“I moved my shifter, banged that back,” he said. “But then my wheel wouldn’t move and I couldn’t see it with the mud and everything. I couldn’t figure it out.”

Powers started to run as Trebon passed him, one pre-race favorite taking the silver medal from another. When he reached the top of the flyover 20 meters later, Powers found that one of his brake calipers had jammed under his rim wall, locking the wheel in place.

“I couldn’t see it. I tried the skewer twice,” said Powers.

Keeping cool

The situation – crashing out of the lead of the national championship as a favorite, on a day when the legs are good – would send many riders into a panic. Not Powers, though. He’d been there before, a year ago in Bend.

2010 U.S. cyclocross nationals, Jeremy Powers
Talk about your bad days at the office. Photo: Wil Matthews

“I was prepared for that mentally and that was something I really, really wanted to be prepared for because last year I lost my head as soon as that happened. I could have stayed in it and I lost everything,” said Powers. “That’s what happened last year. This year was more controlled.”

A half-minute after he washed out, Powers was on his bike, rolling down the flyover, solidly in bronze-medal position. The entire ordeal was over in just 30 seconds, but in cyclocross there is no such thing as just 30 seconds. Powers would not see the leaders again.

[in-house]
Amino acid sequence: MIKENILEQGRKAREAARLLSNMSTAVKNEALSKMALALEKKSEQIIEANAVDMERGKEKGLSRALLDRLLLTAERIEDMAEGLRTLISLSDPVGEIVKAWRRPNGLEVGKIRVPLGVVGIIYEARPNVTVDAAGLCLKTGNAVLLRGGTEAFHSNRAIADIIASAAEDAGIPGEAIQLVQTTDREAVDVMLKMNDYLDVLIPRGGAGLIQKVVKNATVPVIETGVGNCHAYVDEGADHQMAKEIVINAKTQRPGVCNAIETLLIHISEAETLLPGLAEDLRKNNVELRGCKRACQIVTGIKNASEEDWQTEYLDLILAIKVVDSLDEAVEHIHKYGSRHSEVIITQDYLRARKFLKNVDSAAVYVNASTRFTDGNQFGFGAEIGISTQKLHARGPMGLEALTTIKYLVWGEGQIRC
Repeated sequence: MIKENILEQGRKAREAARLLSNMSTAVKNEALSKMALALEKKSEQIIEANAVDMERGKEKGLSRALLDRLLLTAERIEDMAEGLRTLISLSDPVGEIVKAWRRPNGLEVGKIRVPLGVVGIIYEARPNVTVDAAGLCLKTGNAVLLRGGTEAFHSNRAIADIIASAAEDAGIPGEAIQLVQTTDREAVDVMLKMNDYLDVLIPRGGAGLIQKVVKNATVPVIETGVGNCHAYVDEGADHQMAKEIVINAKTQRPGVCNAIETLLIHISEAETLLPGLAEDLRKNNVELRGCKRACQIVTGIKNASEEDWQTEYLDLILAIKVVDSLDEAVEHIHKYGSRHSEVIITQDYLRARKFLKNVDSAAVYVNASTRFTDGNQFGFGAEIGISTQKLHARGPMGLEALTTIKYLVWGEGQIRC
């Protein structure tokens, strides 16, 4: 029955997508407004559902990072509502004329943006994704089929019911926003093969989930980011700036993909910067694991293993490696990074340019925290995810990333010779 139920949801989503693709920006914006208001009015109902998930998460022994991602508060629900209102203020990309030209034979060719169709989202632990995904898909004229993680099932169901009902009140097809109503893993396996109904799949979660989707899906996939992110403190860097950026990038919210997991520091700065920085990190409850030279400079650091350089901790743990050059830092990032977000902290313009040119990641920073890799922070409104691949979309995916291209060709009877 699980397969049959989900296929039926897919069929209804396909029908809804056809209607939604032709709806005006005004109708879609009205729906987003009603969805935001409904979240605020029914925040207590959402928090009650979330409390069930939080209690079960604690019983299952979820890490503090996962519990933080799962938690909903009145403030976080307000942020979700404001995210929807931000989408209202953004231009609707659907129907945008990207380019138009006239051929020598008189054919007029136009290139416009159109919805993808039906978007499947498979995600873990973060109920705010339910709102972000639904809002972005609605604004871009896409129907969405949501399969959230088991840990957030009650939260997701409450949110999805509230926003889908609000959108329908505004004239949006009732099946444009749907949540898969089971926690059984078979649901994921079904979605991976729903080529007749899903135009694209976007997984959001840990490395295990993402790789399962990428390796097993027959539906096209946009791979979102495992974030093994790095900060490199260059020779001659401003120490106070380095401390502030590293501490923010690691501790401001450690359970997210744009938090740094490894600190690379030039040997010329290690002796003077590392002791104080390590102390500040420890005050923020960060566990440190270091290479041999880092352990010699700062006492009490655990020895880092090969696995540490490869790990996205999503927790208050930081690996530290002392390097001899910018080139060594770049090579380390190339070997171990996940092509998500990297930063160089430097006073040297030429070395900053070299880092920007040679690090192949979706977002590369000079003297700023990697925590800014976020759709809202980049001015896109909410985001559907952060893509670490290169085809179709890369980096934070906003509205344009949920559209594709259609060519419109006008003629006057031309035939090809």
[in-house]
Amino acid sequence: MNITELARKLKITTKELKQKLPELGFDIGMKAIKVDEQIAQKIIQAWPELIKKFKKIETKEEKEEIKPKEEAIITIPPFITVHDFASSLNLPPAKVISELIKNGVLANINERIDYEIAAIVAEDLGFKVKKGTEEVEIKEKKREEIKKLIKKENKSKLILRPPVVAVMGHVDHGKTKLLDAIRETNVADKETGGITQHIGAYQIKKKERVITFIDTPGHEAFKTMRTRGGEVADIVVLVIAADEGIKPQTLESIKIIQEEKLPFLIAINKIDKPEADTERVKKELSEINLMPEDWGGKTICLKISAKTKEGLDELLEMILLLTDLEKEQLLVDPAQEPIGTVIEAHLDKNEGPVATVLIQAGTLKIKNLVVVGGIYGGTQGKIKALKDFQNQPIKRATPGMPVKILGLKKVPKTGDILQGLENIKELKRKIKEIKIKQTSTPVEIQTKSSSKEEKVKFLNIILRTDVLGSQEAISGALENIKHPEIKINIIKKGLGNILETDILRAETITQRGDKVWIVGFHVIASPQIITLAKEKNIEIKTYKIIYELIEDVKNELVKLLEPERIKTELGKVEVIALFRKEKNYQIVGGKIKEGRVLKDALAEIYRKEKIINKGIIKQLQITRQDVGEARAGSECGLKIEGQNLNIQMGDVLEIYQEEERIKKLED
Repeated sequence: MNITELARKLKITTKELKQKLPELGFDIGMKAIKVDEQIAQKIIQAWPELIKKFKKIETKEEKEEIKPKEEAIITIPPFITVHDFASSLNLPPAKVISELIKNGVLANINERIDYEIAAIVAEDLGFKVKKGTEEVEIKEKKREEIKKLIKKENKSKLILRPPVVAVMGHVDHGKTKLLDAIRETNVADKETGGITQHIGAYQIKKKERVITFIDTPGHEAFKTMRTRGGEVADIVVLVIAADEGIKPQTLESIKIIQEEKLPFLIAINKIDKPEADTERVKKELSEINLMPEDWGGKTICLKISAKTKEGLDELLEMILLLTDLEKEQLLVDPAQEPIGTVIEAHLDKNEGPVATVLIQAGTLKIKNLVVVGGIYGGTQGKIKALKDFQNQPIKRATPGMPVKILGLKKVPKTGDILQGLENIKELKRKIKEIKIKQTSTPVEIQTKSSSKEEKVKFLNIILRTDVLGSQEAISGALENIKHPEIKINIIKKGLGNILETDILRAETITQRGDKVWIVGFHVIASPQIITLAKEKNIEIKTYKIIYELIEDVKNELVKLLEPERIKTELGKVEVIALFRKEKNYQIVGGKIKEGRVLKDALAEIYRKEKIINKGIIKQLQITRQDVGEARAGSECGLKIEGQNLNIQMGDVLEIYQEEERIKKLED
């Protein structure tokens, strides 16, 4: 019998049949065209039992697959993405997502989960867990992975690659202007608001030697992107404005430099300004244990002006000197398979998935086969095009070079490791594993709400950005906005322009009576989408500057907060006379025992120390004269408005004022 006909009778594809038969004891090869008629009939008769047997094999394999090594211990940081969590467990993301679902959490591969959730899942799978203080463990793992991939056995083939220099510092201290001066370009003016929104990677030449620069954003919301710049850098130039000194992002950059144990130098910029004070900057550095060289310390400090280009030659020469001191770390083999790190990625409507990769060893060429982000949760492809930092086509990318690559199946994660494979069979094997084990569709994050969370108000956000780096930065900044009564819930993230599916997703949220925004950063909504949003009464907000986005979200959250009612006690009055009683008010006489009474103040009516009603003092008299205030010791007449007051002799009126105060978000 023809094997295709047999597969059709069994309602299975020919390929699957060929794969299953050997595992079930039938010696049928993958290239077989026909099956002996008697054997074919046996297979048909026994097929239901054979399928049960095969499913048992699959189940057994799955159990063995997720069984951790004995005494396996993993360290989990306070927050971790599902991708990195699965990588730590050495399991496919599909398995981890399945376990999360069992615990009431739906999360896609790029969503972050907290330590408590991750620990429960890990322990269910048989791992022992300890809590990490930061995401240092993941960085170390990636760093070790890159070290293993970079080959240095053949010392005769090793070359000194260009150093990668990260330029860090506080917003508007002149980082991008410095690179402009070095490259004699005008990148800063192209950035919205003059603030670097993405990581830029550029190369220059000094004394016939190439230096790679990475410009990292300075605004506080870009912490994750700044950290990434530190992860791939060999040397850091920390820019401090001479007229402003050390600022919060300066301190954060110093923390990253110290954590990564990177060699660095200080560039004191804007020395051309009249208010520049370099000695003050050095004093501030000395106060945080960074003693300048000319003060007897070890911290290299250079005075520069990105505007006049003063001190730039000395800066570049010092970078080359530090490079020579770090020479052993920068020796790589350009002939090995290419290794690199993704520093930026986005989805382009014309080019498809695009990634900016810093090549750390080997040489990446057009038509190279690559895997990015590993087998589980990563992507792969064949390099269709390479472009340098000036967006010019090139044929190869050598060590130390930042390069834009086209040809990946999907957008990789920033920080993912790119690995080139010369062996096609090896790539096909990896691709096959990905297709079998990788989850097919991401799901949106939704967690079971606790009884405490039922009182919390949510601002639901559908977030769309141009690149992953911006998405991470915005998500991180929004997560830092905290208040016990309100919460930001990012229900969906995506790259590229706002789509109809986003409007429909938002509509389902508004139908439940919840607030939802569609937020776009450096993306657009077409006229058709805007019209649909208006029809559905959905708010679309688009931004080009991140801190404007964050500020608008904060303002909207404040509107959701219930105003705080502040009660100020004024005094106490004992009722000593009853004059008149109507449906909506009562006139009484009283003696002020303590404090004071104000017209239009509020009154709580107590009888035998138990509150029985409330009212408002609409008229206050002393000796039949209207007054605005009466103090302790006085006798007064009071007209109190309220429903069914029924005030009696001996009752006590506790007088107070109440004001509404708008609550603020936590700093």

Powers is arguably the strongest U.S. cyclocross rider to have never won a national title. The pressure weighed on him in the week leading up to the race and the disappointment hung on his face as he leaned over his handlebars at the finish.

“It’s just nice to be done with this because it’s stressful for me,” he said. “When you have good legs and you have good form it’s almost more stressful because you’re thinking, ‘Well, everything’s in place. I didn’t get sick. I’ve got good legs. Now I’ve just got to go out and do it.’ It’s easier said than done.

“This is definitely a disappointment for me. The more I think about it the more I’m disappointed. It’ll come and go just like last year.”

A teammate’s take

Powers’ teammate and three-time national champion, Tim Johnson, has been down at nationals before. He finished fifth Sunday and offered a few words to his friend after the race.

“He’s going to learn to win. He’s going to learn to lose,” said Johnson. “He’s had an amazing year and crashes happen. Crashes happen, flats happen, anything happens. He did his best to come back from it and held on for third.”

Johnson flatted early at nationals in 2005 and 2006 before clawing back for a silver and bronze medal, respectively.

“When you’re in the middle of it, especially when you’re in the lead, to have something like that happen, it’s pretty crushing,” he said. “But he’s going to learn how to deal with winning and losing.

“When you’re lucky enough to race your bike for a living, you get to a lot of start lines and a lot of finish lines and whatever happens in between is the shit you’ve got to learn how to deal with. This is one of them.”

Powers is learning that lesson and he’ll be back, with even more motivation. “Maybe it’s better because it drives me,” he said. “If I don’t win this thing, it’s just something to look forward to more.”

BHolcombeEditor’s Note: Brian Holcombe is a reporter with VeloNews. He covers all things racing in the U.S. and has been accused of attacking too much on the VN lunch ride.